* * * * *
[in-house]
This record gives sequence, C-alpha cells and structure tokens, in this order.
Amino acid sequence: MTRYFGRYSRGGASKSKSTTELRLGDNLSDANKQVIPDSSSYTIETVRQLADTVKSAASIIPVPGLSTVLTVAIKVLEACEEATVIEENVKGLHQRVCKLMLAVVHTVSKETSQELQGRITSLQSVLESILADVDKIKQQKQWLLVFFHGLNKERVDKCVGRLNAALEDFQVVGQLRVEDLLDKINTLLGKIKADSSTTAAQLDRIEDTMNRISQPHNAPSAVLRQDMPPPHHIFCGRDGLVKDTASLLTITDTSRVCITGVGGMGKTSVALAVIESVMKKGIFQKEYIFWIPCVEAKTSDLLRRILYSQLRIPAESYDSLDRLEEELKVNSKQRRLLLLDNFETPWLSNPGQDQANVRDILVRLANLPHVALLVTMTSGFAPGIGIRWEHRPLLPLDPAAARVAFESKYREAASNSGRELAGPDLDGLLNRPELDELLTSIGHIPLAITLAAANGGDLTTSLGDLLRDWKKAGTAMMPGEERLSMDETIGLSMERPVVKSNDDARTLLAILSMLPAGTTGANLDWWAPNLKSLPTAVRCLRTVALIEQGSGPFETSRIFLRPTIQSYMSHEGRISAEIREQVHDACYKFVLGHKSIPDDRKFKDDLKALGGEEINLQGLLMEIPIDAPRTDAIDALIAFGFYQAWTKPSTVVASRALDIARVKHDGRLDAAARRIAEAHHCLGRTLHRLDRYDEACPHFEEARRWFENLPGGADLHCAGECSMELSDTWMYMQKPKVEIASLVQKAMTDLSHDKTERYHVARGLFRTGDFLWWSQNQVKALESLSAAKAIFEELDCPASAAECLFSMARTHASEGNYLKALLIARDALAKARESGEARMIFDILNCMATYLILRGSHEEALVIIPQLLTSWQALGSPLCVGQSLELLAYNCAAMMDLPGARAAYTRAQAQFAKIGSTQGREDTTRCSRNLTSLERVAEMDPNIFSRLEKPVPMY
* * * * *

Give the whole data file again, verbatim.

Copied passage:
[in-house]
This record gives sequence, C-alpha cells and structure tokens, in this order.
Amino acid sequence: MTRYFGRYSRGGASKSKSTTELRLGDNLSDANKQVIPDSSSYTIETVRQLADTVKSAASIIPVPGLSTVLTVAIKVLEACEEATVIEENVKGLHQRVCKLMLAVVHTVSKETSQELQGRITSLQSVLESILADVDKIKQQKQWLLVFFHGLNKERVDKCVGRLNAALEDFQVVGQLRVEDLLDKINTLLGKIKADSSTTAAQLDRIEDTMNRISQPHNAPSAVLRQDMPPPHHIFCGRDGLVKDTASLLTITDTSRVCITGVGGMGKTSVALAVIESVMKKGIFQKEYIFWIPCVEAKTSDLLRRILYSQLRIPAESYDSLDRLEEELKVNSKQRRLLLLDNFETPWLSNPGQDQANVRDILVRLANLPHVALLVTMTSGFAPGIGIRWEHRPLLPLDPAAARVAFESKYREAASNSGRELAGPDLDGLLNRPELDELLTSIGHIPLAITLAAANGGDLTTSLGDLLRDWKKAGTAMMPGEERLSMDETIGLSMERPVVKSNDDARTLLAILSMLPAGTTGANLDWWAPNLKSLPTAVRCLRTVALIEQGSGPFETSRIFLRPTIQSYMSHEGRISAEIREQVHDACYKFVLGHKSIPDDRKFKDDLKALGGEEINLQGLLMEIPIDAPRTDAIDALIAFGFYQAWTKPSTVVASRALDIARVKHDGRLDAAARRIAEAHHCLGRTLHRLDRYDEACPHFEEARRWFENLPGGADLHCAGECSMELSDTWMYMQKPKVEIASLVQKAMTDLSHDKTERYHVARGLFRTGDFLWWSQNQVKALESLSAAKAIFEELDCPASAAECLFSMARTHASEGNYLKALLIARDALAKARESGEARMIFDILNCMATYLILRGSHEEALVIIPQLLTSWQALGSPLCVGQSLELLAYNCAAMMDLPGARAAYTRAQAQFAKIGSTQGREDTTRCSRNLTSLERVAEMDPNIFSRLEKPVPMY